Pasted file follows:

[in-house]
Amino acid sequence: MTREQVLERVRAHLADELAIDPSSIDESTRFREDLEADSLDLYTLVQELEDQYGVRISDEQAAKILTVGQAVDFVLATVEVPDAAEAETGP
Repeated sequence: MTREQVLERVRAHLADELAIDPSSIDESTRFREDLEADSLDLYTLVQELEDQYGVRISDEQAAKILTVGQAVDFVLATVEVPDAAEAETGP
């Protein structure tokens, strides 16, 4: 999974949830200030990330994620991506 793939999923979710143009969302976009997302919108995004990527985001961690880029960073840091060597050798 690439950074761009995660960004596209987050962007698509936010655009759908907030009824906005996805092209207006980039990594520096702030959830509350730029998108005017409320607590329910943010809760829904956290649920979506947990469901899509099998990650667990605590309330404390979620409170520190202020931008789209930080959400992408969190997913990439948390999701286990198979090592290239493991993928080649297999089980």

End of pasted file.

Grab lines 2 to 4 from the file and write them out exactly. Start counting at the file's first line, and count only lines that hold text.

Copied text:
Amino acid sequence: MTREQVLERVRAHLADELAIDPSSIDESTRFREDLEADSLDLYTLVQELEDQYGVRISDEQAAKILTVGQAVDFVLATVEVPDAAEAETGP
Repeated sequence: MTREQVLERVRAHLADELAIDPSSIDESTRFREDLEADSLDLYTLVQELEDQYGVRISDEQAAKILTVGQAVDFVLATVEVPDAAEAETGP
């Protein structure tokens, strides 16, 4: 999974949830200030990330994620991506 793939999923979710143009969302976009997302919108995004990527985001961690880029960073840091060597050798 690439950074761009995660960004596209987050962007698509936010655009759908907030009824906005996805092209207006980039990594520096702030959830509350730029998108005017409320607590329910943010809760829904956290649920979506947990469901899509099998990650667990605590309330404390979620409170520190202020931008789209930080959400992408969190997913990439948390999701286990198979090592290239493991993928080649297999089980």